The Grey Area Around the Mental Aspect of Sport

As an athlete, I understand the different mental strategies and tactics used by other athletes. Firstly, strategies people use in attempt keep themselves mentally tough, and second strategies to mentally deplete opponents. The mental aspect of sport is a perspective that can only truly be understood through experience. The perspective we receive as viewers does not give us the same tension and intensity experienced by athletes in sport. Often sports played at lower levels rely on the players themselves to regulate a fair joust. This dependancy on trust in the morality of your opponent results in a large grey area. This grey area opens up a new aspect to the way sport is played. Keeping ones mental composure and attempting to hinder the stability of your opponents mentality is often the difference maker in tight match ups.

Growing up playing competitive tennis and participating as an active member on Western’s varsity tennis team, I have been sufficiently exposed to the mental aspects of sport; engaging in my own mental preservation during matches, as well as attempting to creep in to my opponents head. The prime aspect of keeping your own composure is relaxation. When an athlete is relaxed and everything is going as planned, it is easy to make good split second decisions. However, if the opposition is able to hinder your train of thought, a whole new game aspect occurs. It is almost like you are playing two games at once; the physical game and the mental game. Cheap shots, heckling, stalling, bad calls, and obnoxious behaviour towards opponents are some of the most common methods of strategic mental depletion in sports.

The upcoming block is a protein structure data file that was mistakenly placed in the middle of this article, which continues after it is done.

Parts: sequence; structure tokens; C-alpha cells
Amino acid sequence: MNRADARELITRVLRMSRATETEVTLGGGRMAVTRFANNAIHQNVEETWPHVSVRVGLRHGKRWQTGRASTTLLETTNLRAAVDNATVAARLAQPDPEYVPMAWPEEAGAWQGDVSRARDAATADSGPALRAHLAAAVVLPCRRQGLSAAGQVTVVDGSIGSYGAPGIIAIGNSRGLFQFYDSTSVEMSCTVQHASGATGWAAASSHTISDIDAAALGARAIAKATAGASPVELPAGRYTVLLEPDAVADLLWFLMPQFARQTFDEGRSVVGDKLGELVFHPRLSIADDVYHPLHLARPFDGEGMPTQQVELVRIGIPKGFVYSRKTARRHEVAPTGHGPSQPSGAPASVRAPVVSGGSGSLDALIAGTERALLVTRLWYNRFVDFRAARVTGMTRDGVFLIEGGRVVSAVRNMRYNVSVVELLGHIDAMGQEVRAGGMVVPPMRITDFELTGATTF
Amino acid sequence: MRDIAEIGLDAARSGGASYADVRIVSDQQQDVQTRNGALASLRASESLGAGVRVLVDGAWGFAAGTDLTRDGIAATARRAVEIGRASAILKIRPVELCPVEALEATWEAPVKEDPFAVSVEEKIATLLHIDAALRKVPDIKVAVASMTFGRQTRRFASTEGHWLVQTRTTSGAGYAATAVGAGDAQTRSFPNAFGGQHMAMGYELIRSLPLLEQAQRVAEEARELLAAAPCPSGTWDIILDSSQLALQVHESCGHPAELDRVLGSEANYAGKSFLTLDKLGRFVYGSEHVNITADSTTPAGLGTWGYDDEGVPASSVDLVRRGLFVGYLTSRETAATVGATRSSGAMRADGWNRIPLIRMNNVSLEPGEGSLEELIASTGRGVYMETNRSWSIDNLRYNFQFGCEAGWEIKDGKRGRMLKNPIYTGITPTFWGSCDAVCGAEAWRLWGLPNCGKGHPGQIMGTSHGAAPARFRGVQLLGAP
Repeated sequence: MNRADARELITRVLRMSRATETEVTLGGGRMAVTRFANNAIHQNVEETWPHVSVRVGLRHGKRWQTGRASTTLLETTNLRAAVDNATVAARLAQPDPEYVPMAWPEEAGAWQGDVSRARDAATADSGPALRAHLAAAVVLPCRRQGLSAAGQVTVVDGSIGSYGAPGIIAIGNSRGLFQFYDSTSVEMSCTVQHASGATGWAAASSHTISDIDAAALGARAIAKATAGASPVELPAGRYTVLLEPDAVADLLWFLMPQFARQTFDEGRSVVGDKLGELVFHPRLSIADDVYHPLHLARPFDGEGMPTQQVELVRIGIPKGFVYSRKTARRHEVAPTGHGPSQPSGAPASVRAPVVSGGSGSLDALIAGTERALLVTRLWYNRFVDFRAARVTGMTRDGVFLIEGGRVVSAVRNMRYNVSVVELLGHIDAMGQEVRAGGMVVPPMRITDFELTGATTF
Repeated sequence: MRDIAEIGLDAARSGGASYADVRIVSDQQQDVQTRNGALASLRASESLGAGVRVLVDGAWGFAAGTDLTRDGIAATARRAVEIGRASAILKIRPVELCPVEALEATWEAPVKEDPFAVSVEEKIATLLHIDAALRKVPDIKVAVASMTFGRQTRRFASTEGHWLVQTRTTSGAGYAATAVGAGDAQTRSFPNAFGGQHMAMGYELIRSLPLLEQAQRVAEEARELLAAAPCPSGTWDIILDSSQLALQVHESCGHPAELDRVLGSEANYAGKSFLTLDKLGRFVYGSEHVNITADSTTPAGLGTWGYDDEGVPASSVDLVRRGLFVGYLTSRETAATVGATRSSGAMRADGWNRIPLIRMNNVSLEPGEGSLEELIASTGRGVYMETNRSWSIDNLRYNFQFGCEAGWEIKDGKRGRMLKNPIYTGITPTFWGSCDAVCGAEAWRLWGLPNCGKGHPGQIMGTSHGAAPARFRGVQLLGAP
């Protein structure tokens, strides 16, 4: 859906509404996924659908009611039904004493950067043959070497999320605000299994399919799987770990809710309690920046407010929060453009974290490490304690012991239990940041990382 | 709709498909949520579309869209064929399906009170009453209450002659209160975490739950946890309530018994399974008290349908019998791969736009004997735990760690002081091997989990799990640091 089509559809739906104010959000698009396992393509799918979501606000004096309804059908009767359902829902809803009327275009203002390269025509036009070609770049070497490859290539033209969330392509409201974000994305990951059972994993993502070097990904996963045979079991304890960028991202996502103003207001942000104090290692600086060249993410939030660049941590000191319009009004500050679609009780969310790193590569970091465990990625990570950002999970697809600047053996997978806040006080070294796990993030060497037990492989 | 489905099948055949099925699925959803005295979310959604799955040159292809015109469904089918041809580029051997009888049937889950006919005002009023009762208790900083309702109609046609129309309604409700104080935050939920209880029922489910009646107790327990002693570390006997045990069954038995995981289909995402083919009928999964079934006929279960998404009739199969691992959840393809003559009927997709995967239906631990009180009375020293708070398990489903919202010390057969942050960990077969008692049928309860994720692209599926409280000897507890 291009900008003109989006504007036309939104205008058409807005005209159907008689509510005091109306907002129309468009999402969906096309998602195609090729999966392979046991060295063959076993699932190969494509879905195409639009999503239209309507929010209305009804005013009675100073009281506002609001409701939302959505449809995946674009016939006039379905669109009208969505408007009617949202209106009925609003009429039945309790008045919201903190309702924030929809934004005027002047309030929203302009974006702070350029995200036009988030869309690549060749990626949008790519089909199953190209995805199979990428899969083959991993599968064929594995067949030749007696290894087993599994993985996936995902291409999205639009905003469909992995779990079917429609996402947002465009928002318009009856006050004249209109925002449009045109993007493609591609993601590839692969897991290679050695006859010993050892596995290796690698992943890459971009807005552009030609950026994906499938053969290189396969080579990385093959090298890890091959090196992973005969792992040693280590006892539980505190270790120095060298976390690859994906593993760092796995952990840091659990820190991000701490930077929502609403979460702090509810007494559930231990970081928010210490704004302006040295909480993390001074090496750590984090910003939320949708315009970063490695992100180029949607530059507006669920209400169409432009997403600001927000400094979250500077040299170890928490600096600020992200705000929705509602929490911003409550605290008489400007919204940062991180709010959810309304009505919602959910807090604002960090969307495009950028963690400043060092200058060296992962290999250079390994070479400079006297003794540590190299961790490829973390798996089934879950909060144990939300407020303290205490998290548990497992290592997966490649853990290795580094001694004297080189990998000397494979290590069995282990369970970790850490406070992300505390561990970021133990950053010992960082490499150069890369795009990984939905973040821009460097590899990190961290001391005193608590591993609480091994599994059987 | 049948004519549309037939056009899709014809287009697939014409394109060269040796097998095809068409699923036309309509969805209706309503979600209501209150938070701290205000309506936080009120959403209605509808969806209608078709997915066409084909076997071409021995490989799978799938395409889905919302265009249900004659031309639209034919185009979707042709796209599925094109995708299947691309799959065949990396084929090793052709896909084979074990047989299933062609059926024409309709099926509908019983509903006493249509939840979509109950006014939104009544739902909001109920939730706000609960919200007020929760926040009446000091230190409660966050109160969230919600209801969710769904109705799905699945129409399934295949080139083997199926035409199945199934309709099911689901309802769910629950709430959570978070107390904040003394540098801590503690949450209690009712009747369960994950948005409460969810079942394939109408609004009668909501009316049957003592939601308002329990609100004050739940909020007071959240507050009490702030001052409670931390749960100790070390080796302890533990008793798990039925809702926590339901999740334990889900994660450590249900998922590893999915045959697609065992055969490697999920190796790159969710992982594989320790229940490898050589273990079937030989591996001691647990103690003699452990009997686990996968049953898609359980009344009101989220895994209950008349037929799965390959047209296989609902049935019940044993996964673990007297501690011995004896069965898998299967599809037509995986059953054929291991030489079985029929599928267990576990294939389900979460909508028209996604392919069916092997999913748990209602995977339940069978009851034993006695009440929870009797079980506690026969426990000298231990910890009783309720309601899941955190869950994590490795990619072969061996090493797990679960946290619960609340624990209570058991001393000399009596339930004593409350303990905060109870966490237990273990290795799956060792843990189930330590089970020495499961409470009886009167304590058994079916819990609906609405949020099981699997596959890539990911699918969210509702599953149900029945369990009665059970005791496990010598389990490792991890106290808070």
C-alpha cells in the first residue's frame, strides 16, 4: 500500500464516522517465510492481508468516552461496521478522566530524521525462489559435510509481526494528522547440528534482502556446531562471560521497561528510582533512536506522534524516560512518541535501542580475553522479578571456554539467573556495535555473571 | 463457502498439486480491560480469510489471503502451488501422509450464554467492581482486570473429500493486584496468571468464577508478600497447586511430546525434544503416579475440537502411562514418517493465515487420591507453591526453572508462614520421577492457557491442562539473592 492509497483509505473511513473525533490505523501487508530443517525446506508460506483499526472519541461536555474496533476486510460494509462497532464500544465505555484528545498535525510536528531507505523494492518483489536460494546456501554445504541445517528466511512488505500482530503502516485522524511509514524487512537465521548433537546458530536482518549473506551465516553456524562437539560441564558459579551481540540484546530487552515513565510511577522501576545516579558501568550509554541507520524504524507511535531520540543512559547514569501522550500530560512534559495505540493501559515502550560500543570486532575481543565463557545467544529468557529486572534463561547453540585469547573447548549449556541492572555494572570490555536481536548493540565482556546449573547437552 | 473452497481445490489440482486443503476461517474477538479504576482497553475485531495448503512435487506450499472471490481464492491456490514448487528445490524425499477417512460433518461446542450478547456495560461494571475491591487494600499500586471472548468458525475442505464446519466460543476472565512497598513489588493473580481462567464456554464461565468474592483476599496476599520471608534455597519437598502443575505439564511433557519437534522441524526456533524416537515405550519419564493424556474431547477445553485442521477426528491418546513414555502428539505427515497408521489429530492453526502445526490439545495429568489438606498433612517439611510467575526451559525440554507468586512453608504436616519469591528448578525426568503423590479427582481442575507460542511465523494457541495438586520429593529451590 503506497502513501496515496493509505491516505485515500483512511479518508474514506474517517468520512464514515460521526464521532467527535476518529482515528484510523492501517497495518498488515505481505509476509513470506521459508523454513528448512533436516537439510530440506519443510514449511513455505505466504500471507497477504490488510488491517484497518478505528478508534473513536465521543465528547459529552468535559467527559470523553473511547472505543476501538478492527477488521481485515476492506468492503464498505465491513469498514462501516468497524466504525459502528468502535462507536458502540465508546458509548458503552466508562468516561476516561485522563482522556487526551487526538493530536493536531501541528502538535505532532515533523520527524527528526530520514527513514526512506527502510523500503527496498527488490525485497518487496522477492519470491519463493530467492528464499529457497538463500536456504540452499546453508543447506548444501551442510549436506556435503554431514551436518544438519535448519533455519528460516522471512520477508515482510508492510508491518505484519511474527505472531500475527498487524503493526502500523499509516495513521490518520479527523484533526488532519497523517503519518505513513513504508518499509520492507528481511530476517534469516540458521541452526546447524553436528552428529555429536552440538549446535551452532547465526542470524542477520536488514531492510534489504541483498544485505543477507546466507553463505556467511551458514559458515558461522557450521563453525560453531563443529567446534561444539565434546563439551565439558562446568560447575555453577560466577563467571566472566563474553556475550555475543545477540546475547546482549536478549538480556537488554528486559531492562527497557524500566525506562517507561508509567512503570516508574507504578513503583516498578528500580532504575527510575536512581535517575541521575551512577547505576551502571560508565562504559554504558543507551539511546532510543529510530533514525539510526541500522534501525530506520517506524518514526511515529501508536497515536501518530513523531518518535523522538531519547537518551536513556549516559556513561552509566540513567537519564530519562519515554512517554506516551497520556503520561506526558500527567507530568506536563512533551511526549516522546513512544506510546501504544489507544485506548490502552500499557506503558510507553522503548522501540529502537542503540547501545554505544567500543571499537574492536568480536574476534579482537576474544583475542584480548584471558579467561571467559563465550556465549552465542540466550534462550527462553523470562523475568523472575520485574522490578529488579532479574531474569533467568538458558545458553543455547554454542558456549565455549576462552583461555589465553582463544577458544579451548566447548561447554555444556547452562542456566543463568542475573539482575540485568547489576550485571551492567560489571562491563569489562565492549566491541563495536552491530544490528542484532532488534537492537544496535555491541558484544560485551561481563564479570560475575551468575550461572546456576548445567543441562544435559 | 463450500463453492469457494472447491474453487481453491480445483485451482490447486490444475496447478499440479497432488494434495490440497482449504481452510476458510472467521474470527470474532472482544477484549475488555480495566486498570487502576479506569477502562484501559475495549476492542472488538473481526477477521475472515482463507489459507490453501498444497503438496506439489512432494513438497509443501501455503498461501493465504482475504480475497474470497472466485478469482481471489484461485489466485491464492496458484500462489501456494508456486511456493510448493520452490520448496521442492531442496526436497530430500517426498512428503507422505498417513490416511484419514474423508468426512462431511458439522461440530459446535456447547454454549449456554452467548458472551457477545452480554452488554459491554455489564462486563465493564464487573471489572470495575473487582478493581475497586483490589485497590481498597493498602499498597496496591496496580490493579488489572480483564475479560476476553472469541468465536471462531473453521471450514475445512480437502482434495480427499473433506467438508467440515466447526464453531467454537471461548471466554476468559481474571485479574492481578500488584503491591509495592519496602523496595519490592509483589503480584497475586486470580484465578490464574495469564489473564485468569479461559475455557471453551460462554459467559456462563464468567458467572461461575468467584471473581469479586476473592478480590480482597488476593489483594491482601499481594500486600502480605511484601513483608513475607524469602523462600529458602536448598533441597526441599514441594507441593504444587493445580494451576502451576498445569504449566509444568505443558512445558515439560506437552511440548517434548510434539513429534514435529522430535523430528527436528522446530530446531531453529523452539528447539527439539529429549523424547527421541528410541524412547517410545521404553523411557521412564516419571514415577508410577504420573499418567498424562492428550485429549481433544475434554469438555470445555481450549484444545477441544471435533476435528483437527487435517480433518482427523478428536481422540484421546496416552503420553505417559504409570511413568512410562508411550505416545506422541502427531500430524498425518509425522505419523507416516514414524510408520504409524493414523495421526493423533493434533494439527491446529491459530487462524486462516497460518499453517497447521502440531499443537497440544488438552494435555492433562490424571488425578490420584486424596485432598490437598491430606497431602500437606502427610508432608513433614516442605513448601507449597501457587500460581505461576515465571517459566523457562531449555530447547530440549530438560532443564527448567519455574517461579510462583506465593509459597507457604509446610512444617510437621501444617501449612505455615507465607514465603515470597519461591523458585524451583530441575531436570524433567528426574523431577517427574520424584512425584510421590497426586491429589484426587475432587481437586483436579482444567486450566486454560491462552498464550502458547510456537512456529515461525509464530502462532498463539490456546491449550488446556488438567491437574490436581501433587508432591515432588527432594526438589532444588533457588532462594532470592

Abundant examples of individuals and teams implementing mental strategies exist. The ultimate aim of these mental games is to alter the overall thought process of opponents in attempts to ploy them in to making poor uncharacteristic strategic decisions. By effectively utilizing these mental strategies, athletes are able to gain an unseen upper hand over their opponents.

Regulation of tennis at the varsity level is primarily dependant on respect for your opponent, and sport etiquette. Unfortunately not all athletes hone the same beliefs and attitudes towards fair play. This is where mental toughness and mental strategy become pivotal in overall athletic performance. Years of practice and experience have allowed me to develop my own defensive coping strategies when a mental battle ensues, along with strategies I personally implement to hinder my opponents mental stability.

Cheating by making poor line calls or changing the score has been a long running irritant for my mental game. As a junior, a simple bad line call was all it took for an opponent to get in my head. I was known for very rapidly losing all rational thought on the tennis court when I felt I had been cheated. Knowing this, my opponents would deliberately plant the seed (make a poor call) in my head early in a match knowing that I would be distraught for prolonged period of time, giving them the upper hand as I attempted to mentally regroup. The time frame it would take for me to accept the circumstances was often enough to sway the match in my opponents favour. However, after more than a decade of mental stubbornness, I finally developed as an athlete and developed my own relaxation strategies, as well as strategies to combat those used against me.